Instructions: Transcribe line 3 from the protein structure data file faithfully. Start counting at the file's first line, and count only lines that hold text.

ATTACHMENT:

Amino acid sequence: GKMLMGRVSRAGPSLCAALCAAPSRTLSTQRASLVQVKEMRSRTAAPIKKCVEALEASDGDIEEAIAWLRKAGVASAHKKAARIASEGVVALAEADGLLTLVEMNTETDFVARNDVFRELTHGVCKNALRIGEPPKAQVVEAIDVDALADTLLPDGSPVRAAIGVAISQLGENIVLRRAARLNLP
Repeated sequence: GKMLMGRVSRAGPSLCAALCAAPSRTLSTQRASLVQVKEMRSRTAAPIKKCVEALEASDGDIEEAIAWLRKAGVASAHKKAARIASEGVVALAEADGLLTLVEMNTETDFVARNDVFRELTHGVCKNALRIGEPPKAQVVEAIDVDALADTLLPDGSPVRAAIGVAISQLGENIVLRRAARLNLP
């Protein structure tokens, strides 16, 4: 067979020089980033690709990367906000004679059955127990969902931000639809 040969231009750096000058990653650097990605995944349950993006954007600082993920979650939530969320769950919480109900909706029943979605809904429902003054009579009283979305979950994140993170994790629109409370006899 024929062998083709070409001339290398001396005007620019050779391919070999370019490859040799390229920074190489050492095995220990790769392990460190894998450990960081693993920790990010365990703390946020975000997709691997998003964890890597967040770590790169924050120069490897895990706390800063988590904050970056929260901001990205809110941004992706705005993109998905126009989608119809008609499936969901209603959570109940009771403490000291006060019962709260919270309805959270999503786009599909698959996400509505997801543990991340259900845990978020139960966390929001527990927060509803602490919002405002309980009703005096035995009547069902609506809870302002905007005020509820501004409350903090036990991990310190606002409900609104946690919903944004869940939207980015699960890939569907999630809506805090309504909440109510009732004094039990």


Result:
């Protein structure tokens, strides 16, 4: 067979020089980033690709990367906000004679059955127990969902931000639809 040969231009750096000058990653650097990605995944349950993006954007600082993920979650939530969320769950919480109900909706029943979605809904429902003054009579009283979305979950994140993170994790629109409370006899 024929062998083709070409001339290398001396005007620019050779391919070999370019490859040799390229920074190489050492095995220990790769392990460190894998450990960081693993920790990010365990703390946020975000997709691997998003964890890597967040770590790169924050120069490897895990706390800063988590904050970056929260901001990205809110941004992706705005993109998905126009989608119809008609499936969901209603959570109940009771403490000291006060019962709260919270309805959270999503786009599909698959996400509505997801543990991340259900845990978020139960966390929001527990927060509803602490919002405002309980009703005096035995009547069902609506809870302002905007005020509820501004409350903090036990991990310190606002409900609104946690919903944004869940939207980015699960890939569907999630809506805090309504909440109510009732004094039990």